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Kingston, Massachusetts, United States

Tuesday, February 1, 2011

February 1, 2011

As Mom said those words, there was a determination behind them that I had seen before, only now that determination was much more intense.  She began to cry a little, which, in turn, made me cry a little.  But she kept uttering those words, “we will find you a kidney…we will find one, if it’s the last thing I do.”
In the days that followed, Tommy underwent the initial testing.  At this point, we still did not even know what his blood type was, so we were unsure if there was going to be a need for him to have further testing done.  The initial blood work took twelve vials to fill for him.  I felt for him because I knew what it was like to have that much blood taken from you, as it was done with me just a week or so prior.  Only with Tommy…well, let’s just say he is not a big fan of needles and having his blood drawn.

Unfortunately, the results of this type of blood work are not immediately available.  The wait is an agonizing two week period, at minimum.  Though, Tommy was told that if results came back sooner, it would most likely mean that he was not a match to me.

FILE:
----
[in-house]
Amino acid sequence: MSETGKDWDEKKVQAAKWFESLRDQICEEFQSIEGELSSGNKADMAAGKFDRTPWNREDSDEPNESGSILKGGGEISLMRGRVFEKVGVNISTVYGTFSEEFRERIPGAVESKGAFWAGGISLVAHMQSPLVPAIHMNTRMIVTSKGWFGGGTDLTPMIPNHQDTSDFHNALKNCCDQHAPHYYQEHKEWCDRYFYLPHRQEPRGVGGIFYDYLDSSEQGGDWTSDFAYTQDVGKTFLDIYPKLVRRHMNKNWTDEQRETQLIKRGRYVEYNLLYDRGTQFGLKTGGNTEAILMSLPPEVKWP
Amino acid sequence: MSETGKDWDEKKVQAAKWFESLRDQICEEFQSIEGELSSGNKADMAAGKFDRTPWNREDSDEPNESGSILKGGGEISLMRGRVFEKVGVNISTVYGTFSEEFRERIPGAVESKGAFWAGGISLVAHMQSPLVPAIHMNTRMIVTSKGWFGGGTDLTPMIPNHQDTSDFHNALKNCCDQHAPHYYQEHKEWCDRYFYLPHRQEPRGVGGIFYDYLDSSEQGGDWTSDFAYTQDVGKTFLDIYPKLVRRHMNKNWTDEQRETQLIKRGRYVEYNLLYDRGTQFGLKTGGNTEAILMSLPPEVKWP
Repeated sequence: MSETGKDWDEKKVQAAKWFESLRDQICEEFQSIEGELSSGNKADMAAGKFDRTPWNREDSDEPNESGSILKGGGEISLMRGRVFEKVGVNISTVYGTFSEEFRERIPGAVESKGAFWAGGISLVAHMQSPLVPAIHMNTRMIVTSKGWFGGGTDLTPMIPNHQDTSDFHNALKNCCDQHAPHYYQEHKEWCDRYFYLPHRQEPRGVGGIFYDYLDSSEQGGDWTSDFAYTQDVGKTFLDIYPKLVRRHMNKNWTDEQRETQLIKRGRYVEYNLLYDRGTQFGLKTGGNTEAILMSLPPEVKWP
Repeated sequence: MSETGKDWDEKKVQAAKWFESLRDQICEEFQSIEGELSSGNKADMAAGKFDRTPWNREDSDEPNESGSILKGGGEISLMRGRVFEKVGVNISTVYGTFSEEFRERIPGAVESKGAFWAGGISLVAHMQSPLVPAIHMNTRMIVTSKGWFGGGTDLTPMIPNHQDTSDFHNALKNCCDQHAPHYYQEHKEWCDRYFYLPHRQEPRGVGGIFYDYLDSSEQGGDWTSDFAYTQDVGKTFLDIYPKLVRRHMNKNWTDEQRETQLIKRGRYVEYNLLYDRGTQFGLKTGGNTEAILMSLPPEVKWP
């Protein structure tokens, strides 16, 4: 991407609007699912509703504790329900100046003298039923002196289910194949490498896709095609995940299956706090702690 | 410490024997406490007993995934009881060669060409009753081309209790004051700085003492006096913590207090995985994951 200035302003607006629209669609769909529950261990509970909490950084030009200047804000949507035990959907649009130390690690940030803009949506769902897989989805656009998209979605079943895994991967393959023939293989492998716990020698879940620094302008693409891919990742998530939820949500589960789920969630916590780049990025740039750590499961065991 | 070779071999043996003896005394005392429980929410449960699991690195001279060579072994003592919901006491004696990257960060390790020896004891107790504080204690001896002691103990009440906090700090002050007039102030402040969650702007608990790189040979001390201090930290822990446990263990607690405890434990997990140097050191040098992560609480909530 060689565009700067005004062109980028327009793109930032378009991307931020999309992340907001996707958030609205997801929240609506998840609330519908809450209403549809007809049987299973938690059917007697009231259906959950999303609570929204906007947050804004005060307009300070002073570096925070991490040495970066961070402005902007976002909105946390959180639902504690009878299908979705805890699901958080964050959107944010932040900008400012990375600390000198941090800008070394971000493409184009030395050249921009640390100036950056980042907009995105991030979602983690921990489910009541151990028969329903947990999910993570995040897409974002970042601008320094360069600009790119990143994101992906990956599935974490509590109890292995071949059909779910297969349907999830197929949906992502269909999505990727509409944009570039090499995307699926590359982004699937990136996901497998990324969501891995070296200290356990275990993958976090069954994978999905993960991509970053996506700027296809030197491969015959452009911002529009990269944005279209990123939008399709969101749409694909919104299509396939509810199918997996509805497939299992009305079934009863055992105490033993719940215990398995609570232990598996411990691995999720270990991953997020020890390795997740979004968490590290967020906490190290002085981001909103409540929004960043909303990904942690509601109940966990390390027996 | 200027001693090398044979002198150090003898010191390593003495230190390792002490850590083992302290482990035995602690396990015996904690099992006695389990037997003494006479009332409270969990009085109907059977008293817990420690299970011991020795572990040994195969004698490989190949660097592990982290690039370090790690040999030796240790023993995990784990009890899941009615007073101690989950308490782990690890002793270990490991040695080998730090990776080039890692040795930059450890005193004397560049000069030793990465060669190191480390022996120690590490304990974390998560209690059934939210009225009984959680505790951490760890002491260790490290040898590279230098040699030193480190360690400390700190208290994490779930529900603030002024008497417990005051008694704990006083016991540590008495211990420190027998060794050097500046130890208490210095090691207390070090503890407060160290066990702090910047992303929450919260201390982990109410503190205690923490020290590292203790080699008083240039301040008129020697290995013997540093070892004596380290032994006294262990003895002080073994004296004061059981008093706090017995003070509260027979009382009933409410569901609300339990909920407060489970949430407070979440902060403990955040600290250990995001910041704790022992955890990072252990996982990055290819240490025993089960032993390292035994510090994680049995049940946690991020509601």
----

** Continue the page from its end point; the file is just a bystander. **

I think I was an emotional wreck on the inside, particularly by day six…because it was at this point that the first hurdle (day 7) was about to be here, and if we made it past day seven, then we still have a fighting chance of Tommy being a match

Day Seven…Day Eight..Day Nine…Day Ten…Day Fifteen…Day Eighteen.  There was no use in my blood pressure being taken during this time, because no doubt it would have been high due to the anticipation of could or could not be.

Another day or two passed and I was coming out of a meeting in our company’s administrative building when my cell phone rang – it was Tommy.

“I just talked to the hospital.”, Tommy said.

“Yeah…”, I said as I took a deep breath.

“I’m a match!”, Tommy said.  “Are you there?”

Tommy didn’t know it at the time, but I just started to cry…”Yeah, I’m here, the reception isn’t all that good where I am”, I said trying to explain the silence.

“They said I am a 5 out of 6 match on the antigens, so now I can start to have the other testing done”, Tommy continued. (You inherit half of your HLA (Human Leukocyte Antigen)markers from your mother and half from your father, so each brother and sister who has the same parents as you has a 25% chance of matching you…it was also explained to me, that the closer the match, the less of a chance there will be of rejection – which is not to say that rejection would not occur even if Tommy and I matched 6 out of 6).

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